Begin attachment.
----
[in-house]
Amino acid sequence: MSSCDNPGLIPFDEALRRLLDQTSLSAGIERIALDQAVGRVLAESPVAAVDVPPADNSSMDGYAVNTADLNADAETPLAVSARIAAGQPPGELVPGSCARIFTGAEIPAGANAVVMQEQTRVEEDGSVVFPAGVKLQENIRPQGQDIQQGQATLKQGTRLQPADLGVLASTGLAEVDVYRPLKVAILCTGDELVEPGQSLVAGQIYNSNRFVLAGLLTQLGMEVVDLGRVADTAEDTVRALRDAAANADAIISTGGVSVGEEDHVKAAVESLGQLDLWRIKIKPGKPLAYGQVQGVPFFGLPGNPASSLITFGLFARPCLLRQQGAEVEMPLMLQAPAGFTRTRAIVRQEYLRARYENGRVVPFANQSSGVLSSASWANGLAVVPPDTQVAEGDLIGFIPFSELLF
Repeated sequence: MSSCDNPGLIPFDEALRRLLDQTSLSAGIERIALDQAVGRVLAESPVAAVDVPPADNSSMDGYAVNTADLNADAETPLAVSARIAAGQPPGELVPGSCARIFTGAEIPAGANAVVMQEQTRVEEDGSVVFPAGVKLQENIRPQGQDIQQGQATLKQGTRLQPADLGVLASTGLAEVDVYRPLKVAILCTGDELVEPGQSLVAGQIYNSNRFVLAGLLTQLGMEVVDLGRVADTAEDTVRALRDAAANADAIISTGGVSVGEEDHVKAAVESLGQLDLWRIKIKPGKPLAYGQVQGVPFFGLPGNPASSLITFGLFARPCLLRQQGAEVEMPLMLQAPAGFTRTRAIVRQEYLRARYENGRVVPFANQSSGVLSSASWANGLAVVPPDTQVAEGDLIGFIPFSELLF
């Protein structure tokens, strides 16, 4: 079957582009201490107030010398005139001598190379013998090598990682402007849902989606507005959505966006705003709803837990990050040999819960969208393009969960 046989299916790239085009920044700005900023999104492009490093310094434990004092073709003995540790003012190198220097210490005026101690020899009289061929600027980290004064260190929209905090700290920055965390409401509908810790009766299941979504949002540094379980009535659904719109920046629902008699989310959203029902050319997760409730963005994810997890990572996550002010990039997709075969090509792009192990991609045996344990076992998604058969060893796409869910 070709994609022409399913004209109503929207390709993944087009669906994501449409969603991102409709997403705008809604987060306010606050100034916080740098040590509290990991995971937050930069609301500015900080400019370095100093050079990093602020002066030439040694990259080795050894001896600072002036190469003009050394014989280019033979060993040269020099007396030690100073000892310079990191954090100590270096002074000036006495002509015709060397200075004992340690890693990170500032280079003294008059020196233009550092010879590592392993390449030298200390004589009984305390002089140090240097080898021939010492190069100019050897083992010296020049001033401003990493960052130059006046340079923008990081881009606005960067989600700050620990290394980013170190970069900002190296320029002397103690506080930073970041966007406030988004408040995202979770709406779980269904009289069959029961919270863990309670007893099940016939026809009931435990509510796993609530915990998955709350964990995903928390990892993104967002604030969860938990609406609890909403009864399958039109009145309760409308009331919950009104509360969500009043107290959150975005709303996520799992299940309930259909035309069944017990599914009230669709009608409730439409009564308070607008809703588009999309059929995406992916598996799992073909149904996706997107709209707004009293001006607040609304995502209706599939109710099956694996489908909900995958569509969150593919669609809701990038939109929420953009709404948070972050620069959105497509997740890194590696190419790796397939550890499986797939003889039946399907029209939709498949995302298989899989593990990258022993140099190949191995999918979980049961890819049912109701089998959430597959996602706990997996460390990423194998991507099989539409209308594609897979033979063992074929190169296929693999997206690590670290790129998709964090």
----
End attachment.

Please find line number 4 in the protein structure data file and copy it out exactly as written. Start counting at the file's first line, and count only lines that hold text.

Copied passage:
């Protein structure tokens, strides 16, 4: 079957582009201490107030010398005139001598190379013998090598990682402007849902989606507005959505966006705003709803837990990050040999819960969208393009969960 046989299916790239085009920044700005900023999104492009490093310094434990004092073709003995540790003012190198220097210490005026101690020899009289061929600027980290004064260190929209905090700290920055965390409401509908810790009766299941979504949002540094379980009535659904719109920046629902008699989310959203029902050319997760409730963005994810997890990572996550002010990039997709075969090509792009192990991609045996344990076992998604058969060893796409869910 070709994609022409399913004209109503929207390709993944087009669906994501449409969603991102409709997403705008809604987060306010606050100034916080740098040590509290990991995971937050930069609301500015900080400019370095100093050079990093602020002066030439040694990259080795050894001896600072002036190469003009050394014989280019033979060993040269020099007396030690100073000892310079990191954090100590270096002074000036006495002509015709060397200075004992340690890693990170500032280079003294008059020196233009550092010879590592392993390449030298200390004589009984305390002089140090240097080898021939010492190069100019050897083992010296020049001033401003990493960052130059006046340079923008990081881009606005960067989600700050620990290394980013170190970069900002190296320029002397103690506080930073970041966007406030988004408040995202979770709406779980269904009289069959029961919270863990309670007893099940016939026809009931435990509510796993609530915990998955709350964990995903928390990892993104967002604030969860938990609406609890909403009864399958039109009145309760409308009331919950009104509360969500009043107290959150975005709303996520799992299940309930259909035309069944017990599914009230669709009608409730439409009564308070607008809703588009999309059929995406992916598996799992073909149904996706997107709209707004009293001006607040609304995502209706599939109710099956694996489908909900995958569509969150593919669609809701990038939109929420953009709404948070972050620069959105497509997740890194590696190419790796397939550890499986797939003889039946399907029209939709498949995302298989899989593990990258022993140099190949191995999918979980049961890819049912109701089998959430597959996602706990997996460390990423194998991507099989539409209308594609897979033979063992074929190169296929693999997206690590670290790129998709964090």